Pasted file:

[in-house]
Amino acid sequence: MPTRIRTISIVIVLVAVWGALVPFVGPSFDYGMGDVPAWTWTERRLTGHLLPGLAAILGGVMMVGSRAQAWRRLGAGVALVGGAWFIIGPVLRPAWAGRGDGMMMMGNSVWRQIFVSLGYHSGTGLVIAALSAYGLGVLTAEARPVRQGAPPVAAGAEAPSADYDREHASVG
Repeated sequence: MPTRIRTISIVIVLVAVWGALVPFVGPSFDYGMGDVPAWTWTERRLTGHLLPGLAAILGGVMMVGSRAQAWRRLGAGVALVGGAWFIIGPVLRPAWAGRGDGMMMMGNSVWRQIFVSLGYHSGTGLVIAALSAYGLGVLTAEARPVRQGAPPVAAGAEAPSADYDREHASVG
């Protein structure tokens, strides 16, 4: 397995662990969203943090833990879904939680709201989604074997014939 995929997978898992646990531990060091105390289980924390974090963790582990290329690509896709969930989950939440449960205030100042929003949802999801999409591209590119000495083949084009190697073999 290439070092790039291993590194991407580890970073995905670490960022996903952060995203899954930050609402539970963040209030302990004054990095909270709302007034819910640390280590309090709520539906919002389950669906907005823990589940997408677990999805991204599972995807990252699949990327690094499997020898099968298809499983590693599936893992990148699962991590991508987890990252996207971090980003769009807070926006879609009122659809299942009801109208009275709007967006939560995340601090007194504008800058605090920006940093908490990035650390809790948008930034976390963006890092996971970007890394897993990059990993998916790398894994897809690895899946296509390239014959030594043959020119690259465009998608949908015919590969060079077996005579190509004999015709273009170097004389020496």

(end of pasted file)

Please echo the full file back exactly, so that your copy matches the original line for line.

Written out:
[in-house]
Amino acid sequence: MPTRIRTISIVIVLVAVWGALVPFVGPSFDYGMGDVPAWTWTERRLTGHLLPGLAAILGGVMMVGSRAQAWRRLGAGVALVGGAWFIIGPVLRPAWAGRGDGMMMMGNSVWRQIFVSLGYHSGTGLVIAALSAYGLGVLTAEARPVRQGAPPVAAGAEAPSADYDREHASVG
Repeated sequence: MPTRIRTISIVIVLVAVWGALVPFVGPSFDYGMGDVPAWTWTERRLTGHLLPGLAAILGGVMMVGSRAQAWRRLGAGVALVGGAWFIIGPVLRPAWAGRGDGMMMMGNSVWRQIFVSLGYHSGTGLVIAALSAYGLGVLTAEARPVRQGAPPVAAGAEAPSADYDREHASVG
């Protein structure tokens, strides 16, 4: 397995662990969203943090833990879904939680709201989604074997014939 995929997978898992646990531990060091105390289980924390974090963790582990290329690509896709969930989950939440449960205030100042929003949802999801999409591209590119000495083949084009190697073999 290439070092790039291993590194991407580890970073995905670490960022996903952060995203899954930050609402539970963040209030302990004054990095909270709302007034819910640390280590309090709520539906919002389950669906907005823990589940997408677990999805991204599972995807990252699949990327690094499997020898099968298809499983590693599936893992990148699962991590991508987890990252996207971090980003769009807070926006879609009122659809299942009801109208009275709007967006939560995340601090007194504008800058605090920006940093908490990035650390809790948008930034976390963006890092996971970007890394897993990059990993998916790398894994897809690895899946296509390239014959030594043959020119690259465009998608949908015919590969060079077996005579190509004999015709273009170097004389020496």